5 travel tips for getting around Paris

Walking in Paris

Hey, you're walking in Paris, don't look so serious! (Julia Pelish Photo)

Paris is one of those great big cities that can overwhelm as well as frustrate travelers. Having just gotten back from a nearly two-week stay, here are some of my travel tips that are fresh in mind. These ones are transportation-related (although the first one is a bit of stretch to fit that category) and I’ll have some others on here later in the week:

1. Don’t stop – Book your tickets to the Louvre online. On many days, you can stand two hours in line before you enter the world’s most visited museum. While the glass Pyramid and the Louvre’s courtyard are beautiful to look at, doing so for 120 minutes will make you as mad as van Gogh. Not many people are aware you don’t have to endure the wait. Sign up for an account with FNAC Spectacles and you’ll be able to order your tickets online (for the Louvre and other attractions). FNAC is a ticket seller like TicketMaster. You’ll have to pick up your tickets before you go to the Louvre. FNAC has locations throughout Paris, with one of the main ones standing across the street from Saint Lazare Station, about a 20-minute walk to the museum. The cost of a single ticket through FNAC is 11.60 euros, only 1.60 euros more than the regular admission price, and that’s a small charge to pay to avoid the massive queue. Take your pre-purchased ticket to the entrance beneath the arch of Pavilion Richelieu in the courtyard. You can also buy tickets to special exhibits online, but I’d advise against doing so. Once you get inside, the lineups aren’t long to purchase extras and you can do so at some automatic machines that don’t charge the premium that ticket resellers do.

2. Travel underground. Buy Metro tickets in bulk (12 euros will get you a book of 10) and study the system so you know the most efficient way to get where you want to go. Don’t discard your ticket once you’ve passed through the turnstile; at some stations you will need to re-use your ticket to either exit or connect to another train (which happens if you’re traveling on a line that services suburban areas as well as the city). If you do have to change trains to reach your destination, budget five minutes to get from platform to platform. The tunnel system is vast and the lines can be far apart from each other. Beware that some older trains don’t have doors that open automatically. You’ll either have to push a button or turn a handle to get on or out. The Metro has 16 lines and runs from 5:30 a.m. until 1:15 a.m. from Sunday to Thursday and until 2:15 a.m. on Friday and Saturday. A single ride costs 1.80 euros. The Paris Metro is one of the best in the world and will likely be a saviour for you in the City of Light. Getting to know it is only going to make your life easier.

 READ ‘TRAVEL TIPS FROM CANADIANS LIVING ABROAD’

3. Grab the bus. Like the subway system, the bus system is vast and convenient. It also has the added benefit of allowing you to get on and off for a single fare within a 90-minute period. So long as you don’t use the same bus number, you can re-use your ticket within that timeframe. For tourists looking to explore the city that’s a real advantage.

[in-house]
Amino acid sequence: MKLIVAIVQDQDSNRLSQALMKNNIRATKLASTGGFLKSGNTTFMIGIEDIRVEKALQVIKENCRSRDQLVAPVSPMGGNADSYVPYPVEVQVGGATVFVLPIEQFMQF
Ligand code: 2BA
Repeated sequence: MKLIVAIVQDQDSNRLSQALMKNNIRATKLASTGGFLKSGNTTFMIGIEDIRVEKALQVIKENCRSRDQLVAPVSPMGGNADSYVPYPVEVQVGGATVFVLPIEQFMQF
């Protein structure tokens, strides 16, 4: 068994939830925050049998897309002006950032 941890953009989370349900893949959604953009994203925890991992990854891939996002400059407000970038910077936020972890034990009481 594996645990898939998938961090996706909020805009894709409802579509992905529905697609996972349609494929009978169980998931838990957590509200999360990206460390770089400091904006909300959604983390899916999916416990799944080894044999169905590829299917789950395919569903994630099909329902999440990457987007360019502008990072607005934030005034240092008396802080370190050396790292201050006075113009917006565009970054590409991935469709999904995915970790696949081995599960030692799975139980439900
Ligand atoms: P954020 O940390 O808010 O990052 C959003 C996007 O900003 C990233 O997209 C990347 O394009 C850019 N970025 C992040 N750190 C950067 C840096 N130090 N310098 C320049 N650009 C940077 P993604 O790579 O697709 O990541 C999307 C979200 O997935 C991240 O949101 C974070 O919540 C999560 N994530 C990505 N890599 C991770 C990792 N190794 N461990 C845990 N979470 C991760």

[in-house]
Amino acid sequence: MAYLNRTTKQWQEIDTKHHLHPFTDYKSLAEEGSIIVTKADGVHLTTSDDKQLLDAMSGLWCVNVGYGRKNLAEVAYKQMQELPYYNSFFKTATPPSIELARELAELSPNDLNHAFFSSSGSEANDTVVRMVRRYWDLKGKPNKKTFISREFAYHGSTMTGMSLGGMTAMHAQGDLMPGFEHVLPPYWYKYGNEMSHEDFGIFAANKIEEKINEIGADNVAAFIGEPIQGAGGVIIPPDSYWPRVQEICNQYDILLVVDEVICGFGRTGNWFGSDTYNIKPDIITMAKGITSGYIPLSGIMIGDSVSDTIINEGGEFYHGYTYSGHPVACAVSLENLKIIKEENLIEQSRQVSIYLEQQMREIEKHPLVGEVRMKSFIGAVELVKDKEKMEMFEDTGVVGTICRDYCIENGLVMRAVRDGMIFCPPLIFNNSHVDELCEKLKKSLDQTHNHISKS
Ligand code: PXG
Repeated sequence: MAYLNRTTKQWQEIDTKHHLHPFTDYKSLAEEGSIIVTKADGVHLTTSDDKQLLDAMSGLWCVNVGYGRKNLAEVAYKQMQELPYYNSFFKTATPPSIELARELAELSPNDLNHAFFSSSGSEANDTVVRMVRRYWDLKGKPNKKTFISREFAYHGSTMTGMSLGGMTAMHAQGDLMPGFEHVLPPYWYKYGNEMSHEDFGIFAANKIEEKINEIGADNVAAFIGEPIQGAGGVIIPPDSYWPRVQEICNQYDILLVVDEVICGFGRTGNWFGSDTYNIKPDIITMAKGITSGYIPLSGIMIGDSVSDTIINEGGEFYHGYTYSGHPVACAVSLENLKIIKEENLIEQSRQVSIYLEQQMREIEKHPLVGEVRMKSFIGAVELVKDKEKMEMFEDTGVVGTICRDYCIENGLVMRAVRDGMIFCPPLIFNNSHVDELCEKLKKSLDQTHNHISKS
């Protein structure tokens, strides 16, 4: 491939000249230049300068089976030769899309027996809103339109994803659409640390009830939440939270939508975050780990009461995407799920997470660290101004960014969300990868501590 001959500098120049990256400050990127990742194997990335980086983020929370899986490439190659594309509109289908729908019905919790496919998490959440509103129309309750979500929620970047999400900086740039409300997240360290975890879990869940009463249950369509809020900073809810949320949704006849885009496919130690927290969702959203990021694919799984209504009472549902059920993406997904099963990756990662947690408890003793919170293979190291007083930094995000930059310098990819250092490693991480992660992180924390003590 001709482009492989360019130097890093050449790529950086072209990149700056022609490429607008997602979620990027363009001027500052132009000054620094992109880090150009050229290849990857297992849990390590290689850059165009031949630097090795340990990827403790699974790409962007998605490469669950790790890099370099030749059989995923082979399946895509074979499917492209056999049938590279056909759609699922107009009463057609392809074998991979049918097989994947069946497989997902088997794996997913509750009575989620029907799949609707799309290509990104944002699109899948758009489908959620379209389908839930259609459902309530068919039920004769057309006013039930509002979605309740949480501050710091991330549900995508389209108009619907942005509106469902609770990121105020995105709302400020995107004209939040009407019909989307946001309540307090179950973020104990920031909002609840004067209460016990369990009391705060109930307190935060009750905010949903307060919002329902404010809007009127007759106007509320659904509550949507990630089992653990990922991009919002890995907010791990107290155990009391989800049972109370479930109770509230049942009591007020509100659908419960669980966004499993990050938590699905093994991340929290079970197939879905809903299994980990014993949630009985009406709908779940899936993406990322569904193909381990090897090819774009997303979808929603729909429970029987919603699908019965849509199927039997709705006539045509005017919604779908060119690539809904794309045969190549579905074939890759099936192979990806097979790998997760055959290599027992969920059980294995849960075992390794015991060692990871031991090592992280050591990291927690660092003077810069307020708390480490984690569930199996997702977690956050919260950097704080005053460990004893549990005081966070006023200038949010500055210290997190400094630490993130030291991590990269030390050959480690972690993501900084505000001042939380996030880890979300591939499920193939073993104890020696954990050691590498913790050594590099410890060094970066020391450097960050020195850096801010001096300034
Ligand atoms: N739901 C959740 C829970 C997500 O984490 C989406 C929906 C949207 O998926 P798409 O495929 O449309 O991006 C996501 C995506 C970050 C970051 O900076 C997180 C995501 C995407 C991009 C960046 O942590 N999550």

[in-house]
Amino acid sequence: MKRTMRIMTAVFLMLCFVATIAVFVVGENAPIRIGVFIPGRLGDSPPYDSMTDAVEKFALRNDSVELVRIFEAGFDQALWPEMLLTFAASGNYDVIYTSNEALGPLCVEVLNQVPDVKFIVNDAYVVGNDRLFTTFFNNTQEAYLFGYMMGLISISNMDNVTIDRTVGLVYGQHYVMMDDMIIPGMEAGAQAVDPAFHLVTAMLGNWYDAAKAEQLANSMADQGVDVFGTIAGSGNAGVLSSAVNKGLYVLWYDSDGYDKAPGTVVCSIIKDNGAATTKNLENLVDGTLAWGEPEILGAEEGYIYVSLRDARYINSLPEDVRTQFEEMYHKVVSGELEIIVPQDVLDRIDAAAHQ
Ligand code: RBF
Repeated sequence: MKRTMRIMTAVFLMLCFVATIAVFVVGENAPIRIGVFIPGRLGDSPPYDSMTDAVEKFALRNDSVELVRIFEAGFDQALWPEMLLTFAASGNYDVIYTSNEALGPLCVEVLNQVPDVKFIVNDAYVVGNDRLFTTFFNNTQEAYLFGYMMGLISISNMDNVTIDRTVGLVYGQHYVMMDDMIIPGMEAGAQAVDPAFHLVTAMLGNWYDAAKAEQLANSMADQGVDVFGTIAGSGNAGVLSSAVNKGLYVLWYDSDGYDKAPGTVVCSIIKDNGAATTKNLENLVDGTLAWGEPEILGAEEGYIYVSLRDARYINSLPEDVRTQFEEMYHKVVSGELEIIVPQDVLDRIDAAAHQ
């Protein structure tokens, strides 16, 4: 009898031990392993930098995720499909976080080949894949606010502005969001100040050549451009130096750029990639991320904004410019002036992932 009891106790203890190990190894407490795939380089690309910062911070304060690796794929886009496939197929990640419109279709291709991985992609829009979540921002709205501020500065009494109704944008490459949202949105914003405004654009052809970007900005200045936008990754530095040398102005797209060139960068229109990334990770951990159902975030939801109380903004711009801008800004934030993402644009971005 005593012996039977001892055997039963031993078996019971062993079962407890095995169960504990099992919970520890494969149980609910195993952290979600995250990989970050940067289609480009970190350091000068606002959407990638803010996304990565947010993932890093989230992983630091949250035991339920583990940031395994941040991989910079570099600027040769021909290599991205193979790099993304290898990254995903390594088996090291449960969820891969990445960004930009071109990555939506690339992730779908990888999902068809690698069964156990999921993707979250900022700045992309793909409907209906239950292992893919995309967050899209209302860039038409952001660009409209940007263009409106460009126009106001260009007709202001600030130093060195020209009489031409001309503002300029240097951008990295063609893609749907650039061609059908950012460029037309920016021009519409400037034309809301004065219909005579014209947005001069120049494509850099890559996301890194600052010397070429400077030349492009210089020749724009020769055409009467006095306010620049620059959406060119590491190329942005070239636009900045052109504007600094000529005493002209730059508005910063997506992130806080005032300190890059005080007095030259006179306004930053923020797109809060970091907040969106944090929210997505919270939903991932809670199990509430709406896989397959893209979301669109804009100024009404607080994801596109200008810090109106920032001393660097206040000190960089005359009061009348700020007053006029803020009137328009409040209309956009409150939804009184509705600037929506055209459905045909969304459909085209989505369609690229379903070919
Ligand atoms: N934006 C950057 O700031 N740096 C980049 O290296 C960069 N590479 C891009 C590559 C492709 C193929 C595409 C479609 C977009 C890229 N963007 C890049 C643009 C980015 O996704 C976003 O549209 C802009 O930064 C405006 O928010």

4. Shuttle from the airport. If you’re traveling light, you can take a subway train from Charles de Gaulle or Orly airports into Paris, but if you’ve got luggage you’ll need to arrange for ground transportation. Your hotel might have a pick up or you might be okay taking the public bus. On my recent trip, I opted to book with Parishuttle.com online and had a satisfying experience. The round-trip cost for two people was 76 euros. The drivers were friendly and on time, transporting clients in vans that seat up to 12. It’s cheaper than a taxi and more convenient and time efficient than the public bus.

Canal Saint Martin in Paris

Take a seat at Canal Saint Martin after a long walk. (Julia Pelish Photo)

5. Walk all over. From the steep steps of Montmartre to the flat, long stretches of gravel at Luxembourg Gardens and the tiny streets that run through every district, Paris is a wonderful walking city. It’s the best way to discover its charms and secrets. I particularly enjoyed Rue de Caumartin in the 9th Arrondisement, where I stayed during my recent stop. You’ll read more about that spot in an upcoming post as well as an article in the Toronto Star’s Travel section.

Have you got Paris travel tips of your own? Share them!

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2 Comments to “5 travel tips for getting around Paris”

  1. One of my wish is to go to Paris in my next holidays. I find very helpful tips from your blog.

    Thanks for sharing great travel ideas …for getting around Paris.

  2. Fantastic, very informative. You must continue your writing. I am confident you have a great readers’ base already! Good job.

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